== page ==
Organizing Math Manipulatives

One of my many goals this winter break was to get my math manipulatives organized. I want to use the differentiation cards through Math Expressions for early finisher work, but each lesson has 3 different cards and the materials piece was a nightmare to try to have ready. I had all the 'stuff' (well, almost everything) I just didn't have them accessible for my students.

In comes Mama Lynch with a request: A Christmas Idea for my classroom; she wants to give my sister and me a little somethin' somethin' to our classrooms each year (how sweet is she?!?) First, I asked for those super cool pencil sharpeners I've been seeing on Pinterest (I got 2 from her- they are AH-MA-ZING!) Then I remembered my manipulative dilemma. I had a vision of using those clear, smaller drawers, but they can actually add up pretty quickly. I asked her for a couple of them to at least get me started. As I unwrap my presents, one of them was a set of clear drawers with a post it note saying that she didn't want to wrap them all. She got me 5!! That means enough for 15 different maniuplatives and supplies (or even more, since I am doubling up on some of them).  It might be a bit pathetic with how excited I get over organizing things, especially for my classroom. Anywho, let me reveal to you my new math resource station!
 I decided to use one of the sets of drawers for some word work things, so I had to rework my vision a bit, but I am so excited to lead the kiddos in a guided discovery when we get back from break! I still have the decks of cards in a separate tub, as well as the dice.
I made labels with the name of the manipulative and a picture to help keep it organized. How we take out resources and use them will be modeled next week in hopes that it stays this neat. I have a separate smaller drawer set for some of our math center game cubes and dice. Normal dice are kept in my little pail, and extra dry erase markers will be stored over here also for the use of the Smart Pals.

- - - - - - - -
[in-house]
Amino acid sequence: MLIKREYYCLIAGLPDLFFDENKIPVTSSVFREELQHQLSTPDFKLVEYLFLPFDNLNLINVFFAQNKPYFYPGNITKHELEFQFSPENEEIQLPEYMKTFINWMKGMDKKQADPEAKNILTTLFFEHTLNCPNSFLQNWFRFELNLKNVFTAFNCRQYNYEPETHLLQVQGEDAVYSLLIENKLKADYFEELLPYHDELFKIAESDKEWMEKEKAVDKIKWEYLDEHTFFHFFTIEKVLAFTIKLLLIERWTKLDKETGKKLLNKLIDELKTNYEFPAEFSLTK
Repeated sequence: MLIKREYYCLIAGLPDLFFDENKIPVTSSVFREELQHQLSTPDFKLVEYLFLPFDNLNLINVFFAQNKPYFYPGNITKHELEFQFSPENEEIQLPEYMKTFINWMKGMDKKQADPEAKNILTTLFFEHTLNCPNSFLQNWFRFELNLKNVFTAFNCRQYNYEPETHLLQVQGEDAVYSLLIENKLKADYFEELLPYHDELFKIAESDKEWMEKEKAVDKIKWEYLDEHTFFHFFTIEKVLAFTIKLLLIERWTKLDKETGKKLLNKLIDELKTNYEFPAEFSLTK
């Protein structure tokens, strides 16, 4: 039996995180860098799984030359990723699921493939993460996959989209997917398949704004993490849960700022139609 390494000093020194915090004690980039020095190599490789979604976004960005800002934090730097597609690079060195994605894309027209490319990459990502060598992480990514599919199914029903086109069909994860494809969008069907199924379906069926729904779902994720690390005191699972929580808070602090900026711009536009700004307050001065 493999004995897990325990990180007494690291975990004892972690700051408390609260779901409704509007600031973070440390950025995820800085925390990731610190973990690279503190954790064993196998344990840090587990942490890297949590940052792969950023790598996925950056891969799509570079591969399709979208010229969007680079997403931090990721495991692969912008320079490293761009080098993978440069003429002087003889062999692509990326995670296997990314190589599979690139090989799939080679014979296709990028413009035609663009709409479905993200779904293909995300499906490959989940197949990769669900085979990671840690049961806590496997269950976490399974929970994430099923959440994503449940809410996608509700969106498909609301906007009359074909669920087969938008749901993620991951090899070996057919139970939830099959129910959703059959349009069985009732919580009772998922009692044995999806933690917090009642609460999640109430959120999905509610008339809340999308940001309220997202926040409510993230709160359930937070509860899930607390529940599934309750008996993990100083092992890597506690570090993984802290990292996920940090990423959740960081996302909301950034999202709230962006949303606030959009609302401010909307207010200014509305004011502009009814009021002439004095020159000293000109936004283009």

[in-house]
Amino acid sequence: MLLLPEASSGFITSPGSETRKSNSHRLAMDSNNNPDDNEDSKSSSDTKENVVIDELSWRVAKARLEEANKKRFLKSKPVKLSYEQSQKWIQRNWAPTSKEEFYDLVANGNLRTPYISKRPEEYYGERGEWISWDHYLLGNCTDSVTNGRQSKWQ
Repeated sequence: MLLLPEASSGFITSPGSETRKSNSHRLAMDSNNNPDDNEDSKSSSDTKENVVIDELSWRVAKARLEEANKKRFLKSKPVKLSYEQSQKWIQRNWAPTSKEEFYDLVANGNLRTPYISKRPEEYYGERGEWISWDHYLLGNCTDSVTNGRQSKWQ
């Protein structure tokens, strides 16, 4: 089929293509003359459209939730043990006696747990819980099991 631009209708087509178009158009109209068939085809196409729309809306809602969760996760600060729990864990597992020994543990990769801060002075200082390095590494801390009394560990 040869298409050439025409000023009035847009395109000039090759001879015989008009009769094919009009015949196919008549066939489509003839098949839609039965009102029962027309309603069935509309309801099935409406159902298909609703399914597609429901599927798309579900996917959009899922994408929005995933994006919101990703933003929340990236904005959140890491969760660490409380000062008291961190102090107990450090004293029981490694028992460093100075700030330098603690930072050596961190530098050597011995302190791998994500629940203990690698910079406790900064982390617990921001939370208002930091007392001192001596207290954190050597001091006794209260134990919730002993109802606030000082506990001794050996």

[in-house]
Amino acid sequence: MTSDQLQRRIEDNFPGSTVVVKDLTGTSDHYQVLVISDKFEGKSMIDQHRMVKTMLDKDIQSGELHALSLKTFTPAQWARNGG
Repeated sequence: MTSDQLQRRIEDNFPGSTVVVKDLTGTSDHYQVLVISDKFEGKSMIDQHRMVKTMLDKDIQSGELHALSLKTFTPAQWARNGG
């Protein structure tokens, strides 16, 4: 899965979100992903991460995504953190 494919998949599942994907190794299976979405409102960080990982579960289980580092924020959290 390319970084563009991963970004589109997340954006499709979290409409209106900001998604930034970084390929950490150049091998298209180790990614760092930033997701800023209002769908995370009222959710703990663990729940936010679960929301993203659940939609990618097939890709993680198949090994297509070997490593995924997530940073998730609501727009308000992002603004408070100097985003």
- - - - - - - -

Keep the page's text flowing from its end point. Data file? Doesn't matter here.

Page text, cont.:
Rulers, Fraction Tools, Number Cards
Various Paper: Dot, 10x10 Grid, Index
Cards, Inch and Centimeter Paper.
This is also where I will keep the
activity cards they can work on.
Pattern Blocks, Connecting Cubes,
Counters, and Spinners
Clocks, Place Value Markers (no label yet)
Play Money, 3D shapes
I also have the challenge problem located on top of the drawers. This will be an option for students to try to complete. Since we are already in Unit 7, I didn't go back and look at what materials they would need for the cards. However, I am sure that most of them are here. I'll add next year if need be. With that said, I will have everything they need for every card, for ever lesson, for the rest of the year.
Smart Pals
To try to save some paper, we'll be using the Smart Pals (posted here). Students can slip in the paper they need (dot paper, grid paper, etc.) and use dry erase markers. That way, I don't have to worry about making a ton of copies and running out. I only have 19 Smart Pals though, so some sharing might need to take place if they all need it, but I don't see that happening very often.  I'll also keep up our math center games as occasional options; but I do love the idea that they will be extending their understanding on the topics we are learning that day. The math centers will be great for review every once and awhile on topics like place value and multi-digit subtraction. 
File folders with Duct Tape and magnets to house some of our math centers!
I'll leave you with one other project accomplished: Leveling and labeling the 200+ new books to our library! I got some PTO money and through Scholastic, I was able to use my own account to get bonus points. That means double the books and I get to keep some of them should I not stay at my school forever. :) It's a win-win! I gave my kiddos a glimpse on the last day of school and boy, were they excited! Until next time!



It's about time! Charts, charts, and more charts